Sometimes – just sometimes – Twitter is steeped in awesome. A fellow tea blogger – Jen of An International Tea Moment – reached out to the Twit-o’-Sphere to see if there were any decent tearooms in Portland. Another fellow tea blogger – Nicole of Tea For Me Please – directed her to me. Because…apparently, I’m the go-to guy for Portland tea-binging. I passed along some suggestions and inquired about what was bringing her to my corner of the ‘burb. Tea Moment Jen replied that she was in town on a business trip and had a smidge of time to track down some good tea.
Naturally, I calmly and professionally suggested we should meet up.
She obliged, and we traded contact info to see if it was in the cards. We agreed that Tea Chai Te was a good enough place for a hypothetical meet-and-greet. I hadn’t been there in well over a year.
The next day, while awaiting the possible tea-chime, I started my “morning” with a Nilgiri green and cereal. It was far stronger than I anticipated, leaving me practically bouncing off the walls. (Er…in my mind.) Roughly around noon, Tea Moment Jen texted informing me that she was on her way from the airport to Tea Chai Te. I took off like a bat outta hell, outright ignoring certain traffic laws.
Tea Chai Te is a curious little tearoom situated in Portland’s Pearl District – right off of NW 23rd, or “Trendy”-Third as the locals call it. It’s urban to the core, small, but oozes adorability. Early on in my tea exploration, I was a frequenter of the place. Somehow, though, my visits became fewer and far between. Probably because I had tea dates there that didn’t go so well.
I arrived in roughly fifteen-ish minutes – record time for such a trek – and found Tea Moment Jen sitting in a corner with soup and teapot. I scissored my way past a couple of hipsters and clumsily introduced myself. She did likewise with far better poise. I excused myself for a moment to order a pint of something dark.
First question out of her mouth (like any good tea geek) was, “What did you order?”
How was Tea Moment Jen in person? Just as elegant and eloquent as her blog indicates her to be. We discussed everything under the sun from favorite teas, Russia, how we got into tea, to how awesome Jo Johnson is, to tea vendors we liked. The conversation ran the entire tea-ish gamut. I was talking a mile a minute like a hyper-caffeinated motormouth.
After about an hour, though, we had to part ways. I left feeling accomplished, enlightened, and…bouncy. (Damn you, Zhen Qu!) While brief, the outing was beautiful and badassery-incarnate. Another blogger friend notched off the “tea-in-real-life” list.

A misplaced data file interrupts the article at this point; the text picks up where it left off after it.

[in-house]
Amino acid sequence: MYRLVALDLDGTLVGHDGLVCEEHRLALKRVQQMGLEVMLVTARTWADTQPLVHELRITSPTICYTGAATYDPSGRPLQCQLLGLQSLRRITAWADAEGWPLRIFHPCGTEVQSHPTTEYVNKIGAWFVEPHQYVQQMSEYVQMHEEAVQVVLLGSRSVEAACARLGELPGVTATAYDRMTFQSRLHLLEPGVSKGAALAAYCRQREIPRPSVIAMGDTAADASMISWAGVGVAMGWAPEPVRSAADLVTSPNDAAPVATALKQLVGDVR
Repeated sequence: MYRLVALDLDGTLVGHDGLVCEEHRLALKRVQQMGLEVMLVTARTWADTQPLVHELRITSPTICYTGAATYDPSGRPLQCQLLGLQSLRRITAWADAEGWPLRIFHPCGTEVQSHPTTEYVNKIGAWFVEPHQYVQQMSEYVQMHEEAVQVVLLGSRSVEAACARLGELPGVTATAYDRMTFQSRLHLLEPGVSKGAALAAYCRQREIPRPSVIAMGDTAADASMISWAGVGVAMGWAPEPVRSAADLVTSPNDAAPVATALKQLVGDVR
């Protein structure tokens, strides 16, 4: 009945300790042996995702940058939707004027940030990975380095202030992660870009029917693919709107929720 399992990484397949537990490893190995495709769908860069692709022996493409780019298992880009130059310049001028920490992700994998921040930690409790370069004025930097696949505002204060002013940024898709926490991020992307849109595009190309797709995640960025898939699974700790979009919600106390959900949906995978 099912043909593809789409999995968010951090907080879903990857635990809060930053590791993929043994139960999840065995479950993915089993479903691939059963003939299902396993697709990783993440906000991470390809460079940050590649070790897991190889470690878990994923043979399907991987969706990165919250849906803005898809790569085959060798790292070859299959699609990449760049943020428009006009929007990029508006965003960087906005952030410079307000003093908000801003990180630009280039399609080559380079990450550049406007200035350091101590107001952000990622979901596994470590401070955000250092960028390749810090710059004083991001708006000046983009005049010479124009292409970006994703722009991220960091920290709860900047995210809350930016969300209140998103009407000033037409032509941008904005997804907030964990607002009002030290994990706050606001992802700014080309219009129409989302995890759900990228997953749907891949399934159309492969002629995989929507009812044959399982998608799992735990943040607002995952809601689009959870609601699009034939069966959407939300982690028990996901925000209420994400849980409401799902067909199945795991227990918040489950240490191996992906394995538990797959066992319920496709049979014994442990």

This review is actually a sequel of sorts. To read its predecessor – for context – go HERE.
Don’t you hate it when you wake up in the morning and end up in another time period? So do I. As far as I know, it’s only happened once – today. I found myself awake at the ungodly hour of 7AM after hearing a loud gagging noise coming from my cat. That was usually the early warning sign of an impending (and rather messy) hairball.
After dealing with that little nuisance, I figured I might as well stay up and get some water boiling. It felt like an oolong morning, so – naturally – I went for the gaiwan. Pot and apparatus at the ready, I proceeded to plug the kettle in.
And…nothing happened. I pressed a button – still nothing. I gave the thing a good punch. And…
A flash of light transported me, my plastic tea kettle, my gaiwan, and my pajama’d self to somewhere straight out of a Jules Vernian nightmare.
A “geared” world at sunrise greeted me. Airships dotted the sky, hovering about almost aimlessly. The ground below them was rattled with structures of varying shades of copper and rust. My immediate attention, though, was directed at an Irishman pointing a revolver at me.
His beard wasn’t just red – it was magenta. His attire was so flamboyant that even a metrosexual leprechaun would’ve blushed. What topped off the dandy’s appearance was a crown perched ever-so-slightly to one side of his head. He flashed a welcoming grin as he cocked the brass-plated pistol.
“Welcome to 1910, Mr. Literatus,” the Irishman lilted.
“Looks more like the 1890s,” I replied, backing away slightly.
Something pointy prevented me from backstepping any further.
“Ah-ah-ah,” a feminine voice from behind me warned. “Stay put, my dear.”
I turned my head as I raised my hands in the air. The mysterious woman behind me was shrouded by purpble robes. A bejeweled dagger was the “pointy thing” that gave me pause.
“Perhaps some introductions are in order,” the Irishman said. “I am Finbarr. This is Persian Princess.”
“She doesn’t have a name?” I wondered aloud.
“None that you need to know,” the woman said, giving a light poke with the pointy.
“And Finbarr…you don’t mean the fairy king of the Daoine Sidhe, do you?” I asked.
“No, that’s my cousin,” the Irish dandy corrected. “Finn Bheara.”
“More than a little,” Finbarr shrugged.
“Wait a minute,” I said with rising frustration. “Finbarr…Persian Prin-…THE DEVOTEA SENT YOU!!!”
At that moment, a slightly transparent, disembodied head appeared out of thin air.
“What he said,” Finbarr agreed as the disembodied Devotea winked out of existence.
“Then why are you here? Why am I here!?” I demanded.
“Truth be told, we’re seeing if our namesake blends actually hold up,” Finbarr explained.
“We want to make sure he’s doing us justice,” the Persian woman practically purred.
“And who told you that kidnapping reviewers was the way to do it?” I asked again.
“Petersham, of course,” Finbarr said delightfully.
“Of course,” I repeated flatly, rolling my eyes.